Putting it bluntly, drugstore and non-professional makeup does not translate on camera like the stuff we have access to.  We also know how to play up your angles, and give you those amazing cheekbones you fantasize about in the mirror.  Photoshop is great, but it can't do everything. Ask any photographer, and they will tell you that a knowledgeable makeup artist makes a huge difference. (At some point I want to do a post that just compares photos with professional makeup, and photos without. Don't let me forget!)

4. The higher price tag.

 A poorly lit photo compilation of Lauren's bridal consultation! 

A poorly lit photo compilation of Lauren's bridal consultation! 

I know you are thinking, a professional sounds great, but what about the higher price tag? Here are my uncensored thoughts. You are about to spend a significant amount on your dress, on your flowers, on your food, on your photographer, etc., etc. Why are you not worried about the true center of attention that day? You silly!! 

Our rates are higher because we have put a lot time and money into our training and education, and we have specialized products to offer you. Your wedding day is very important, and you will look back on your photos forever. Don't throw all of your budget at crab cakes and leave yourself to Aunt Susie with the twenty-year old Maybelline. That may have been a tad harsh. If you are on a very strict budget, and hiring a professional isn't an option, it truly is OK and I hope I haven't given you an anxiety attack. If that is the case, consider splurging on some higher quality products for yourself to use the day of. Perhaps my next post could offer a few suggestions?? Let me know in the comments if that sounds good!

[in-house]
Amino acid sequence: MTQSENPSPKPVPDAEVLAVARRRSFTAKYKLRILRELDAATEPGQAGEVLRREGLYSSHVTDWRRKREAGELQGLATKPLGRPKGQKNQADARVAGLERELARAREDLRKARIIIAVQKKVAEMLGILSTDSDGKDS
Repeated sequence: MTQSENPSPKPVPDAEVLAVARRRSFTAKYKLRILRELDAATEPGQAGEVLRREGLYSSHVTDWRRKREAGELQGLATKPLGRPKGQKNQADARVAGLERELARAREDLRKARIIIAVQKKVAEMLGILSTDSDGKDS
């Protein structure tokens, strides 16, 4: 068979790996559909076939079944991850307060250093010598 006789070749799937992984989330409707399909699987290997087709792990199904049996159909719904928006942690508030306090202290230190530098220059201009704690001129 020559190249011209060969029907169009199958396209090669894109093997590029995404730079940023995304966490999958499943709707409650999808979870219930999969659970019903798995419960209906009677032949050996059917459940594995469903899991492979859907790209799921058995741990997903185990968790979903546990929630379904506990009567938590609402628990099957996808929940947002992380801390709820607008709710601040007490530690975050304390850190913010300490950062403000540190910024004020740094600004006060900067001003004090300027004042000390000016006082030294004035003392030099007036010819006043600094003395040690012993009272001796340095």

I could go on and on about this, but I think that sums it up nicely for now.  The last little thing is remember this, we ALL offer consultations. If you are on the fence, consider having a preview session and if you aren't satisfied, no harm. 

Stay warm! 

 

How to Fall Asleep with a Smile

  Yep that's my handy work. That squirrel was also a Christmas present... I love squirrels!

Yep that's my handy work. That squirrel was also a Christmas present... I love squirrels!

Whew, I am ready to start a new year.  First order for 2014 is all about that image to your right. Complete contradiction to my business you say? Contrary to popular belief, makeup isn't all about beauty on the outside (a lot is, but not ALL). The absolute best part of my job, is when I work with someone that doesn't realize how beautiful   she or he already is. That moment when I am finished and they bring the mirror to their face, and I see this light spread across it. That's the best. If there are tears, even better. It truly is not about masking flaws, it's about giving someone confidence they may have been lacking.  As cliche as it is, it's about making the outside match the inside. Inner beauty, that's where it is at this new year.

Aaand I don't just mean inner beauty in your heart, but in your house, in your family, in your relationships, in your whole life.